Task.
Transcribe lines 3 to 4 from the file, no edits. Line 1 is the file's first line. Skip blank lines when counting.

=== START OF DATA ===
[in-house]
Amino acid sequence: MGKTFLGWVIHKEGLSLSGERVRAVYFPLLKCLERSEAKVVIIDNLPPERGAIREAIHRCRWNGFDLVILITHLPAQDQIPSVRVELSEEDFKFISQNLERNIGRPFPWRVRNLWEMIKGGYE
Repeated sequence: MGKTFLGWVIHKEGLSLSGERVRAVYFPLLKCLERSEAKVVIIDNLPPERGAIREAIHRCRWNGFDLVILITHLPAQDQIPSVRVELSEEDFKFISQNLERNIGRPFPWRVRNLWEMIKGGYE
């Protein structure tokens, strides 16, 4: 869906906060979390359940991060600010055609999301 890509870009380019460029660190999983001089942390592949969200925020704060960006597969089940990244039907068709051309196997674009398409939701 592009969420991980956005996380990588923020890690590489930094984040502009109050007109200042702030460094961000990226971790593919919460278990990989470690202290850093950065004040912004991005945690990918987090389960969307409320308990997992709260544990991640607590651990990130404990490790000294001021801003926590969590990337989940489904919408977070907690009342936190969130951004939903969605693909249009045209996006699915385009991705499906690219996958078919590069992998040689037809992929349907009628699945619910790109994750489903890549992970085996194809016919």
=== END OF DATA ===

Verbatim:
Repeated sequence: MGKTFLGWVIHKEGLSLSGERVRAVYFPLLKCLERSEAKVVIIDNLPPERGAIREAIHRCRWNGFDLVILITHLPAQDQIPSVRVELSEEDFKFISQNLERNIGRPFPWRVRNLWEMIKGGYE
């Protein structure tokens, strides 16, 4: 869906906060979390359940991060600010055609999301 890509870009380019460029660190999983001089942390592949969200925020704060960006597969089940990244039907068709051309196997674009398409939701 592009969420991980956005996380990588923020890690590489930094984040502009109050007109200042702030460094961000990226971790593919919460278990990989470690202290850093950065004040912004991005945690990918987090389960969307409320308990997992709260544990991640607590651990990130404990490790000294001021801003926590969590990337989940489904919408977070907690009342936190969130951004939903969605693909249009045209996006699915385009991705499906690219996958078919590069992998040689037809992929349907009628699945619910790109994750489903890549992970085996194809016919």